By  on June 6, 2007

With the reopening of its renovated downtown Portland, Ore., store in May, Pendleton Woolen Mills unveiled its new retail prototype — which the firm said reflects its roots and its future vision.

The Portland company has 70 retail stores and plans to expand to 100, rolling out this concept to both new and existing units over the next few years.

The 3,830-square-foot store at Southwest Fourth and Salmon in downtown Portland, which first opened in 1992 and has been one of Pendleton's top-performing units, pays homage to the company's status as one of the few remaining U.S. firms to weave fabric domestically.

Founded in 1863, the fifth-generation, family-owned business has invested $50 million over the last 25 years to keep its mills in Pendleton and Washougal, Ore., up to par, and now plans to invest "a substantial amount" into the retail end, according to Robin Crowell, Pendleton merchandise manager for the retail division. She declined to provide company volume or growth projection figures.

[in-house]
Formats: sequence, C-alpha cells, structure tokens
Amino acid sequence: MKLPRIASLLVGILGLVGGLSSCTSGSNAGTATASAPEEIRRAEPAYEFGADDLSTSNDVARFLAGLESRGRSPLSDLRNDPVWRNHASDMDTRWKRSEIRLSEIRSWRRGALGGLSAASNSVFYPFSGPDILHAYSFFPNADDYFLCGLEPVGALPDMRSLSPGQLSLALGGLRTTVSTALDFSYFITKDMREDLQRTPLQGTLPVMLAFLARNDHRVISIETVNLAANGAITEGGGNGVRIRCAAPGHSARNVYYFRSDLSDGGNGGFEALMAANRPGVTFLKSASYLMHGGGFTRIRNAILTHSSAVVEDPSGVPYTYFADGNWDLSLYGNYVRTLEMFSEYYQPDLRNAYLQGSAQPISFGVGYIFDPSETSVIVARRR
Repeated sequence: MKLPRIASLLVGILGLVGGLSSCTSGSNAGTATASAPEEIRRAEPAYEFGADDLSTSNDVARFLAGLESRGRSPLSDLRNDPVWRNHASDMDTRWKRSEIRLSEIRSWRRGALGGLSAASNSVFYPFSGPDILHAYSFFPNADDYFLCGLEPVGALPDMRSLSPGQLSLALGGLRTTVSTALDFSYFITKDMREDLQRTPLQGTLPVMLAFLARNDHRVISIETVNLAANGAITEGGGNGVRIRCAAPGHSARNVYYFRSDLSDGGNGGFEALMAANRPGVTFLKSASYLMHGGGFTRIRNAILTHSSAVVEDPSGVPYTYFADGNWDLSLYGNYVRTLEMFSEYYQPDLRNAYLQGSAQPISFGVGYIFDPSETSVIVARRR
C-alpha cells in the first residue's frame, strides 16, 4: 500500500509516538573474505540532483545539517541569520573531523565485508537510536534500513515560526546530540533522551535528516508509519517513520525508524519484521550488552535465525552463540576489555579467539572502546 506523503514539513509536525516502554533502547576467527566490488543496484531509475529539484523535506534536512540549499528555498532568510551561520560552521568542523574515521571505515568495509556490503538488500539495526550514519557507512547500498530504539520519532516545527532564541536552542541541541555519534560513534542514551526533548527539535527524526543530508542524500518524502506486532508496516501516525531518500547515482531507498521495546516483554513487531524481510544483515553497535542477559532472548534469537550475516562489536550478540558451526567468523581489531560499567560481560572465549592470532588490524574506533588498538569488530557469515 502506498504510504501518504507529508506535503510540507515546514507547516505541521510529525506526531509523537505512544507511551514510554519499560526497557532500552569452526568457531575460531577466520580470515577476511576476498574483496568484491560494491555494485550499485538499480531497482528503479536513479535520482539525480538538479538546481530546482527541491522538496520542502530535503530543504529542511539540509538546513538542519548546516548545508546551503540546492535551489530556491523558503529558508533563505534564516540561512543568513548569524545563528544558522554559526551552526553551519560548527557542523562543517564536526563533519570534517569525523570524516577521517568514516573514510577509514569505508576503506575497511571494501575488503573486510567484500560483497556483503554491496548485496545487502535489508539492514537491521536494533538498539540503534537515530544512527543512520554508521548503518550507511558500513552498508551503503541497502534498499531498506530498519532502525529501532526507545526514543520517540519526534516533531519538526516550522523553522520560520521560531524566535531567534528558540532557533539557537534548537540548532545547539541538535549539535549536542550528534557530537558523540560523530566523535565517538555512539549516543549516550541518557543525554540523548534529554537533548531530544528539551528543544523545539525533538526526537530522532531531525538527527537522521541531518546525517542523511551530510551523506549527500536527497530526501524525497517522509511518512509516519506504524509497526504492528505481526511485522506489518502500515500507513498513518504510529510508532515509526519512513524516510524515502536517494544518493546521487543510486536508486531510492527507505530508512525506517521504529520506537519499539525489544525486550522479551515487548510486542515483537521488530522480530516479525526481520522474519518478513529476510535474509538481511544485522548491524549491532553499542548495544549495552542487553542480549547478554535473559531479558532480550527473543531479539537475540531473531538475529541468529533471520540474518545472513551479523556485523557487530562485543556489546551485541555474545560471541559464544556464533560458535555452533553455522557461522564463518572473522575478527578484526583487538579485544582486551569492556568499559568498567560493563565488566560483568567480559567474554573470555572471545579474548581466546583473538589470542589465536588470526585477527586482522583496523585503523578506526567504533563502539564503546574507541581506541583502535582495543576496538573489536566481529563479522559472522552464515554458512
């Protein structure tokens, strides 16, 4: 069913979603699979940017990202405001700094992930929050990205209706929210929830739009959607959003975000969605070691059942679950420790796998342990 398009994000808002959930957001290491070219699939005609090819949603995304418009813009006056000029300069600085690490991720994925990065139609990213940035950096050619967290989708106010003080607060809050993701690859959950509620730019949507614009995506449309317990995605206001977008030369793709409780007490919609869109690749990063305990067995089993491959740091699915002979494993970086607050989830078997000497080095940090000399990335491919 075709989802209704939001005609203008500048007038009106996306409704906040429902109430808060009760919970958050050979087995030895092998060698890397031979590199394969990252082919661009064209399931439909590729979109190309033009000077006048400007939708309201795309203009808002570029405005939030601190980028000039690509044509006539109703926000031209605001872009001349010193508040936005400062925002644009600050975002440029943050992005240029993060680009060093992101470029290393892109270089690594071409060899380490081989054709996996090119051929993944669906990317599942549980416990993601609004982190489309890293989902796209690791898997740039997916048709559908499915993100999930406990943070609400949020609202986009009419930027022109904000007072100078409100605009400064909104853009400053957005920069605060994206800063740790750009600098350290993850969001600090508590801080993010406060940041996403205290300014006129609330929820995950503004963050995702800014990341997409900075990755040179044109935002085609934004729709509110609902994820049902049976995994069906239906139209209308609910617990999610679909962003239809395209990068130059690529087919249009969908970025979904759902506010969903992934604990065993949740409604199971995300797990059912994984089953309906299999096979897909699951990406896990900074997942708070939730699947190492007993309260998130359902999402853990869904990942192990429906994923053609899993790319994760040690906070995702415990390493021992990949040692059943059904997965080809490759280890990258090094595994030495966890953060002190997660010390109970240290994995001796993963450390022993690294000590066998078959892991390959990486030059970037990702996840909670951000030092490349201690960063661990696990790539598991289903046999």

The themes of weaving and fabric are present throughout the Portland store in brand logos, a "loom evocation" at the front entrance, woven wire mesh curtains at the front door and graphics. The color palette mixes Pendleton blue with natural white oak wood walls inspired by Oregon's landscape. Sustainable slate and recycled carpet give the store an eco-friendly edge. Vizwerks Inc., also based in Portland, is the architect for the project.

"We are incorporating our materials and heritage, not just our merchandise, into the stores," Crowell said.

Pendleton sells better-priced women's and men's apparel and accessories, as well as products for the home. Targeted at Baby Boomers, a Pendleton women's blouse sells for about $58; trousers are $68.

Pendleton is already expanding the new concept nationwide. At the end of May, Pendleton opened its second prototype store in Edina, Minn., relocating to a bigger space in the Galleria Mall there. The first totally new store using the new aesthetic is set to open in September in Oakbrook, Ill., which will be the first of three to five new stores in 2008. How well the new prototype stores do will determine how quickly they are rolled out, according to Crowell."We were looking for a fresher look for the stores as we support building our brand for the next generation," she said.

Crowell added that Pendleton was trying to attract a younger customer, around age 45, with new product initiatives, including a line of merino knits being launched for fall.

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